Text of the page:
Topics: Security, Government AU

Liam Tung

About Liam Tung

Liam Tung is an Australian business technology journalist living a few too many Swedish miles north of Stockholm for his liking. He gained a bachelors degree in economics and arts (cultural studies) at Sydney's Macquarie University, but hacked (without Norse or malicious code for that matter) his way into a career as an enterprise tech, security and telecommunications journalist with ZDNet Australia. These days Liam is a full time freelance technology journalist who writes for several publications.

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Talkback

7 comments
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  • Go Symantec, Sophos and Kaspersky

    Simple users like me appreciate your refusal to malware to propigate as wise lawful decisions. An electronic warrant cannot be surveiled by worm/virus invasion. Thankyou for defending.
    anonymous
  • Confusing messages from Kaspersky and Symantec

    So Kaspersky will sell you out outright, but at least you'll know. Symantec want their toast buttered on both sides - they tell the customers that they block everything, yet have undisclosed exceptions.

    So far only Sophos appears to have the correct attitude of no compromise security.
    anonymous
  • Whats next?

    Much as I hate to say it, this is one of the reasons I started trying to learn Linux...

    The things they could get up to scare me.
    anonymous
  • Wake up

    If you knew anything about Linux you'd realise that it is just as easy to hack as any other operating system. You talk as if you think every drug dealer, money launderer and cybercrim uses Windows and you aren't the only one.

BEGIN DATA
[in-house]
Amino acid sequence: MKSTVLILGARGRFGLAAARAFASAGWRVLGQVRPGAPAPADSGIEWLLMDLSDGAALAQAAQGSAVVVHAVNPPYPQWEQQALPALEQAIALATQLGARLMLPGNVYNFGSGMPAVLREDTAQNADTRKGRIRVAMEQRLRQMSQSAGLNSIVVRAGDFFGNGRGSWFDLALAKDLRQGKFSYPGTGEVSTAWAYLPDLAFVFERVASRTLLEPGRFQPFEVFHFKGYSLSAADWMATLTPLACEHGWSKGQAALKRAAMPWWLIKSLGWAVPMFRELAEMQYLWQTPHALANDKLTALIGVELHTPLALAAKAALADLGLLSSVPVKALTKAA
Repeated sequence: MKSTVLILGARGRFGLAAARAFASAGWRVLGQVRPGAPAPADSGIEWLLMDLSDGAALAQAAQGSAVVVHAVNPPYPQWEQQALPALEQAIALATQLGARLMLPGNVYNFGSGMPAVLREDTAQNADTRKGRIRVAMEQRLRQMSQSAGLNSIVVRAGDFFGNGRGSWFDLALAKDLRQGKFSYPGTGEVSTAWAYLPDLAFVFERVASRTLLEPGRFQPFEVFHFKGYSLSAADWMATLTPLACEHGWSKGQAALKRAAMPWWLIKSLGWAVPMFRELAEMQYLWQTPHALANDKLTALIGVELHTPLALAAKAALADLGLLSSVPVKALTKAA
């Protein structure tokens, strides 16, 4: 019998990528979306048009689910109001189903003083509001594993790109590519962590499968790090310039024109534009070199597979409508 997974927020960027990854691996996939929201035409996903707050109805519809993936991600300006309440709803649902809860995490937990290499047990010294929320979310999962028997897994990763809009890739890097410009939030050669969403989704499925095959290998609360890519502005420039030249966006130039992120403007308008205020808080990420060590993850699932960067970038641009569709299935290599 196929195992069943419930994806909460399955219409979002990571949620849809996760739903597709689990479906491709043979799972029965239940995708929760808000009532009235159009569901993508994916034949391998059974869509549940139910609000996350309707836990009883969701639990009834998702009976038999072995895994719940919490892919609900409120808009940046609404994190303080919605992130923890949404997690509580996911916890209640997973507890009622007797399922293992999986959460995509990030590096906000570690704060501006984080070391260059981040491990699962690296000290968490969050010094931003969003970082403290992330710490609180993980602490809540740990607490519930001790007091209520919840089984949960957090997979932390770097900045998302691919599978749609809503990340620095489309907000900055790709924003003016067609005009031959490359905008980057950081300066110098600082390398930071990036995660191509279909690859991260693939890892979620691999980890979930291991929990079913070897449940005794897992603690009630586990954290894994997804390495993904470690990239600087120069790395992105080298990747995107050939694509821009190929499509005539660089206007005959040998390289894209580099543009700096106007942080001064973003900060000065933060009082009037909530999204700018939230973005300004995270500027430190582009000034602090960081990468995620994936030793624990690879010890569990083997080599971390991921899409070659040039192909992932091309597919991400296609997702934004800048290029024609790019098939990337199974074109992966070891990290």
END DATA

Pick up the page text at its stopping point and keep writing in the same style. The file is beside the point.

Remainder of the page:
There is no such thing as a secure computer, except one that is turned off and unplugged.
    anonymous
  • Linux is actually easier to secure - at least in theory

    Actually linux is easier to secure if you have the knowledge, because you can see how it works (i.e. read the source) and you can (if your rather keen) compile the source to make sure that what you are running is what you think you are running.
    Of course most people, including myself (linux/unix developer and sys admin for 13+ years) don;'t have the skills or have the skills but not the exeprience to fully realize that scrutiny potential.

    With windows you can't scrutinize the code or know that what you are running is what you think it is.

    And I suspect most crims run windows for the same reason most other people do, it is for most people more familiar and therefore easier.

    BTW if you are interested in security I'd look at OpenBSD - that's a project dedicated to building a secure OS.
    anonymous
  • Go Linux Instead

    Change over to Linux & dump the vulnerable Windows OS & there you have it. You can continue to do what you normally do & most of the malware won't work at all. This includes the Cops malware.

    Subvert it further with a decent password, encrypt the info or just close down all possible ports except the ones you want to be open. Make sure that all incoming & outgoing info is encrypted & the cops will get nix.
    anonymous
  • How about...

    ....just not being a criminal, that way it doesnt matter what you use.
    anonymous